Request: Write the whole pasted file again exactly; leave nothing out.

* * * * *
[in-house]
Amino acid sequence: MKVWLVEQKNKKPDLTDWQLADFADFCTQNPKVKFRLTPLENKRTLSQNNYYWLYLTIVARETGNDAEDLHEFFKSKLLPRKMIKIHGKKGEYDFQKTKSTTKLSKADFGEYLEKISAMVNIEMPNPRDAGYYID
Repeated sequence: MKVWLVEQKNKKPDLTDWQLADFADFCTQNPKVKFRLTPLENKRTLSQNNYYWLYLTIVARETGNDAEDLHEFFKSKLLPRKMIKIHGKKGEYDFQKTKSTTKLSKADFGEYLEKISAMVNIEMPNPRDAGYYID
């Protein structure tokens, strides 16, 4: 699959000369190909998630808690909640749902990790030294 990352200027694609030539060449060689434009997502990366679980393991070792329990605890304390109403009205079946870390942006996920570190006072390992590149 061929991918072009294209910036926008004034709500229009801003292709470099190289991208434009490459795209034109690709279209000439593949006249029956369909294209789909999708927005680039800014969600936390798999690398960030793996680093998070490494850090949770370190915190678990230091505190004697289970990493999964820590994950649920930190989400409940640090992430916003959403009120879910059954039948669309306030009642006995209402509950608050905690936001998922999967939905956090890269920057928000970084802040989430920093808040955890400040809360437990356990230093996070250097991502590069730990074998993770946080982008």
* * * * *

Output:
[in-house]
Amino acid sequence: MKVWLVEQKNKKPDLTDWQLADFADFCTQNPKVKFRLTPLENKRTLSQNNYYWLYLTIVARETGNDAEDLHEFFKSKLLPRKMIKIHGKKGEYDFQKTKSTTKLSKADFGEYLEKISAMVNIEMPNPRDAGYYID
Repeated sequence: MKVWLVEQKNKKPDLTDWQLADFADFCTQNPKVKFRLTPLENKRTLSQNNYYWLYLTIVARETGNDAEDLHEFFKSKLLPRKMIKIHGKKGEYDFQKTKSTTKLSKADFGEYLEKISAMVNIEMPNPRDAGYYID
């Protein structure tokens, strides 16, 4: 699959000369190909998630808690909640749902990790030294 990352200027694609030539060449060689434009997502990366679980393991070792329990605890304390109403009205079946870390942006996920570190006072390992590149 061929991918072009294209910036926008004034709500229009801003292709470099190289991208434009490459795209034109690709279209000439593949006249029956369909294209789909999708927005680039800014969600936390798999690398960030793996680093998070490494850090949770370190915190678990230091505190004697289970990493999964820590994950649920930190989400409940640090992430916003959403009120879910059954039948669309306030009642006995209402509950608050905690936001998922999967939905956090890269920057928000970084802040989430920093808040955890400040809360437990356990230093996070250097991502590069730990074998993770946080982008």